Everyday household items are contributing to air pollution at an increasing rate.
Mostly when we think about pollution, we think about fuel emissions, right?
Well, thanks to a new study published Friday in the prestigious journal Science, that’s likely going to change. The study is an evaluation of urban air pollution, focusing specifically on the origins of volatile organic compounds (VOCs). These aren’t just coming from what your car spits out, but are also produced by volatile chemical products (VCPs), which many of us use on a daily basis. VCPs are in a wide variety of products, like pesticides, printer inks, household cleaners, and personal care products. The study’s authors find that, with the transportation industry’s recent focus on efficiency and sustainability, air pollution from sources like cars and trucks is declining, but: VCPs are now responsible for half of VOC emissions in cities.
So right now, the US regulates products based on air toxicity and ozone production, but we “currently exempt many chemicals that lead to secondary organic aerosols.” In other words, when we use products like paint, deodorant, and printer ink, chemicals within them are released into the air, and then into the atmosphere. These secondary organic aerosols (SOAs) aren’t declining, in large part because we don’t regulate them. Which means they’re increasingly taking over a larger share of the crummy, toxic, polluted air we breathe every single day.
The study acknowledges fossil fuels as the main source of urban air pollution, but points to particulate pollution (also known as particulate matter, or PM – scientists do love their acronyms) as an increasingly important factor in human health. Particulate matter that’s smaller than 10 micrometers in diameter is inhalable, and can get deep into your lungs and even your bloodstream. Part of the problem here is that much of this pollution is concentrated indoors since that’s where you use these products, which makes it hard to quantify and regulate.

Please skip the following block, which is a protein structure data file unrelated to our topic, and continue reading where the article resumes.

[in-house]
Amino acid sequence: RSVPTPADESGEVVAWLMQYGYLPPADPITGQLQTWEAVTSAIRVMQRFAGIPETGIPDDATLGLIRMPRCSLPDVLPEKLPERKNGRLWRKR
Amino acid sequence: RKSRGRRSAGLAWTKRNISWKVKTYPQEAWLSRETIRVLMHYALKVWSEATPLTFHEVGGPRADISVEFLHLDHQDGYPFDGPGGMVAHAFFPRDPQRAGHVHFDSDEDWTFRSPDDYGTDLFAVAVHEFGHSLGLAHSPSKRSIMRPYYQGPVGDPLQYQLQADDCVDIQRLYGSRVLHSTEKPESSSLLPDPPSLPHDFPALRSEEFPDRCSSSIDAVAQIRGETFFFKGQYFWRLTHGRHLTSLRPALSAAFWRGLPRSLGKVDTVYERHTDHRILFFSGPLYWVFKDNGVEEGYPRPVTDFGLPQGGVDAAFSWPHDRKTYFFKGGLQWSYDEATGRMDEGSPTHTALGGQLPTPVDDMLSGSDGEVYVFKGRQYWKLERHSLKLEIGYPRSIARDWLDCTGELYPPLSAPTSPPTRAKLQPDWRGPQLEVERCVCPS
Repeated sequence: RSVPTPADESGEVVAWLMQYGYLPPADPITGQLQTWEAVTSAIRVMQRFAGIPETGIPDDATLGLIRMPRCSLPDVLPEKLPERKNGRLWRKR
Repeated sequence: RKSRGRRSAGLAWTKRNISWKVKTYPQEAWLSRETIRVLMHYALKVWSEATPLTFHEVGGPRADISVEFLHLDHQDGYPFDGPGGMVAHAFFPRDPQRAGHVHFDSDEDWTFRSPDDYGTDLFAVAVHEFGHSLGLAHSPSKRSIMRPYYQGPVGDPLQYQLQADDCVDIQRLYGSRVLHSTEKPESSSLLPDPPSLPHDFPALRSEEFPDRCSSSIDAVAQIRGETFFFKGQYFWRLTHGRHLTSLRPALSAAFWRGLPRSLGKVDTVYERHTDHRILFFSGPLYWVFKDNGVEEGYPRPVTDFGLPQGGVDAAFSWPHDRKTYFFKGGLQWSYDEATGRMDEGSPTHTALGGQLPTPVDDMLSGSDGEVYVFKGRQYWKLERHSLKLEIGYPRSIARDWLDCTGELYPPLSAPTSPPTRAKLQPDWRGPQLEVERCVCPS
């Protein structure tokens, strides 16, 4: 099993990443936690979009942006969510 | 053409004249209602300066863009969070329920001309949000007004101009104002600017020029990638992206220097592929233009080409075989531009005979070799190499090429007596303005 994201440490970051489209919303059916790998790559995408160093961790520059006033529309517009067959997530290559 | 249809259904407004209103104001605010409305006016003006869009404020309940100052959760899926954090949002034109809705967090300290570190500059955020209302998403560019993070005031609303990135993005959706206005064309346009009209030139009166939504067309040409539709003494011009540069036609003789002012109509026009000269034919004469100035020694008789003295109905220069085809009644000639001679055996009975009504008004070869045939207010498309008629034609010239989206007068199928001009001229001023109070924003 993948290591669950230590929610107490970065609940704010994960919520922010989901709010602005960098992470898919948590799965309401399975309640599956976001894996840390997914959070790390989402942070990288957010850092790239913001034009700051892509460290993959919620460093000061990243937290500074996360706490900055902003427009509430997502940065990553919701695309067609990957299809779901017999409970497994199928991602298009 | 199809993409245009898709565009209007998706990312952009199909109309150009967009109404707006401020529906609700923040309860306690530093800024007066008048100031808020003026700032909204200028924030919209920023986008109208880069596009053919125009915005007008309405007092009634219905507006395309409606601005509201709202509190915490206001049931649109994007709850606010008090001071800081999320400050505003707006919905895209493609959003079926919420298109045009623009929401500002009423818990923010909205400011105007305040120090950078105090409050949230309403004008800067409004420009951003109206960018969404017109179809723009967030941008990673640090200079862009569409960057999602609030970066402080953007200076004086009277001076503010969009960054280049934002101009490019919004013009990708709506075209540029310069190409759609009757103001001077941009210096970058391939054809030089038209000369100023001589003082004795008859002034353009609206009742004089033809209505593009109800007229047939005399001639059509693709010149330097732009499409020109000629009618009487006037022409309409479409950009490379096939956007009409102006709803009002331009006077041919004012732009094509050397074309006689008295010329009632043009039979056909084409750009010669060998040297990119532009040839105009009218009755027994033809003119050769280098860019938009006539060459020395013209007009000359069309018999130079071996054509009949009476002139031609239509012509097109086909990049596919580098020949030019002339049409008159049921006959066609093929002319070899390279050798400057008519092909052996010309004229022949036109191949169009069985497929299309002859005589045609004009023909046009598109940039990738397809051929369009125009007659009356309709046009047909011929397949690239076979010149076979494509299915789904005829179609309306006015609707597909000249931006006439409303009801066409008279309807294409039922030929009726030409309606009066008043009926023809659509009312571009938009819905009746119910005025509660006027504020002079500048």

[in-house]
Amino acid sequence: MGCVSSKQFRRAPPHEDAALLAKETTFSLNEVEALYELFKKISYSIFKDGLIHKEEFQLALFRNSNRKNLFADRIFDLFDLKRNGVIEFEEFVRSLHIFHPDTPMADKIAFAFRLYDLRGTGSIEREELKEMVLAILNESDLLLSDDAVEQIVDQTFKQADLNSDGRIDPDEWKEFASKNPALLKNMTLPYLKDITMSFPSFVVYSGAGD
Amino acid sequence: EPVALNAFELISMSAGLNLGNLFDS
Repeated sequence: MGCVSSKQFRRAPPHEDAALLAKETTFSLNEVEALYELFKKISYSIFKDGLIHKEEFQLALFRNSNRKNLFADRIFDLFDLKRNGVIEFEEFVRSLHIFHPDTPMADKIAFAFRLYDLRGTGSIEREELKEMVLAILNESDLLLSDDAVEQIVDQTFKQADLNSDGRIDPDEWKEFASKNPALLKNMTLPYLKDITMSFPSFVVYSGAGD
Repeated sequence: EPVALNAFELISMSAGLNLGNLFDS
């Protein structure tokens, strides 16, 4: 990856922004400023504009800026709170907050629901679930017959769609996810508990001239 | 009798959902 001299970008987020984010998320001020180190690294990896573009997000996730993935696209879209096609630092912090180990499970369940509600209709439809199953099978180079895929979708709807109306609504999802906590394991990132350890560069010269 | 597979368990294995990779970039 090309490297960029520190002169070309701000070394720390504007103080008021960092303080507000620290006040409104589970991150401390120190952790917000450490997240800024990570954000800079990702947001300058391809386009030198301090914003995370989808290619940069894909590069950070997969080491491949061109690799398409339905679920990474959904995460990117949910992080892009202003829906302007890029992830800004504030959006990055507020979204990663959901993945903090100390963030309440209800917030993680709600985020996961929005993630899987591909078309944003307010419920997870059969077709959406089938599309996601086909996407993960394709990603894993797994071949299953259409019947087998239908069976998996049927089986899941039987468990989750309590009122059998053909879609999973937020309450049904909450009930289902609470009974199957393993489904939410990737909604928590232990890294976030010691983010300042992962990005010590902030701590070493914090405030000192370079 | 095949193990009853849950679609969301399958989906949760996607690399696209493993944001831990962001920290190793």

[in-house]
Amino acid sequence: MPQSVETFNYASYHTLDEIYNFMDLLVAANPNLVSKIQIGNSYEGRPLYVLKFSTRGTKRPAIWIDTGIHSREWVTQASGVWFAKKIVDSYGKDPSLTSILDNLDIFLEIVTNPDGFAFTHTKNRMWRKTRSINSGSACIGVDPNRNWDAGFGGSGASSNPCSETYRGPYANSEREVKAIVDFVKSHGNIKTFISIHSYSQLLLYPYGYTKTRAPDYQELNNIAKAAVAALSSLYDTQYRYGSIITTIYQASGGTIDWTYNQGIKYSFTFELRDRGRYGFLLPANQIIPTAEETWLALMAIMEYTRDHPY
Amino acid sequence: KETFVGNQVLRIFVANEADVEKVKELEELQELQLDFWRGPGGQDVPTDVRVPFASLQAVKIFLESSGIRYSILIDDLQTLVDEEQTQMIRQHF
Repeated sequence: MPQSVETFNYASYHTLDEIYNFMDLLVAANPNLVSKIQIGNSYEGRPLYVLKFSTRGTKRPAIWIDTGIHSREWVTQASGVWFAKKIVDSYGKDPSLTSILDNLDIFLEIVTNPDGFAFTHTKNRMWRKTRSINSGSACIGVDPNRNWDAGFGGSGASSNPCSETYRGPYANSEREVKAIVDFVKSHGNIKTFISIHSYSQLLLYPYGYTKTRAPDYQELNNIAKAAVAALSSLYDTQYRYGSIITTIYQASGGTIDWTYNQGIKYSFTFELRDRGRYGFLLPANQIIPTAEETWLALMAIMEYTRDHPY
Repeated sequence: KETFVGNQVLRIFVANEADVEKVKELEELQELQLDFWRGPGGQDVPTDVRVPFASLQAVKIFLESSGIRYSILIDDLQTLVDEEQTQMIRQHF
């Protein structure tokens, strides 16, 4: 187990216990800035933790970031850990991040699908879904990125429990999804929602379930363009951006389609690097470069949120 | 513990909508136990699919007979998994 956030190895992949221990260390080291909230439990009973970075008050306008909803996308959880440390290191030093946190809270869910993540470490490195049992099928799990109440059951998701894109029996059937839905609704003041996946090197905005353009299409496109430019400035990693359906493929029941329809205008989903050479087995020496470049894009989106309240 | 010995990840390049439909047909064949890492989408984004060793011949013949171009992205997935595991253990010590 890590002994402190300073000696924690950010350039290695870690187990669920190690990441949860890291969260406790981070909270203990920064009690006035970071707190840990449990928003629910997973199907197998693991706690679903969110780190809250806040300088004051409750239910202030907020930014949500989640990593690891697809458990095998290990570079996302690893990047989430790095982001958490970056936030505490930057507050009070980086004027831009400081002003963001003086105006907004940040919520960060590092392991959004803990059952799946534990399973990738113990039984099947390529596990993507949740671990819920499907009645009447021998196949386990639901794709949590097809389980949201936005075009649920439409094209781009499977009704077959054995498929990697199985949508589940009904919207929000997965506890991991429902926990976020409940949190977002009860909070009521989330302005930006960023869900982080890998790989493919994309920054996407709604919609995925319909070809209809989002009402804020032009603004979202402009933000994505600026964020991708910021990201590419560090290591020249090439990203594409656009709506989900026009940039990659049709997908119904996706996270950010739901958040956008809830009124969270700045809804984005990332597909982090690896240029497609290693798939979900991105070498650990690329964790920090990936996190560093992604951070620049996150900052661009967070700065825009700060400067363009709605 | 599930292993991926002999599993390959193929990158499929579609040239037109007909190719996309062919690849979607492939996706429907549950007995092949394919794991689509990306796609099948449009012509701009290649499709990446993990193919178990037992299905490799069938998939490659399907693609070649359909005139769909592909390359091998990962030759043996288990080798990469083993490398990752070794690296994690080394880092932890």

Historically, these products have been regulated based on how much ozone they contribute to the atmosphere, but the results of this study make the case that ozone is less prudent than particulate matter, given that “global mortality from fine particles is significantly greater than for ambient O3 pollution.” (Remember that report from this past fall that attributed 16% of all deaths worldwide to chemical pollution?)
The moral of this story? Stick to and advocate for non-toxic chemicals whenever possible, because slightly more expensive cleaning and hygiene supplies are still a lot cheaper than cancer.
There’s no telling if regulations will change, given the current administration’s take on regulating businesses. Michael Honeycutt, the chair of the Science Advisory Board at the EPA, has consistently resisted regulation on ozone and toxic pollution throughout his career, reframing the science in a way that minimizes apparent risk. Some experts acknowledge him as a sound analytic voice in the field, while others denounce his positions as “totally inconsistent with mainstream thinking.”
An un-American budget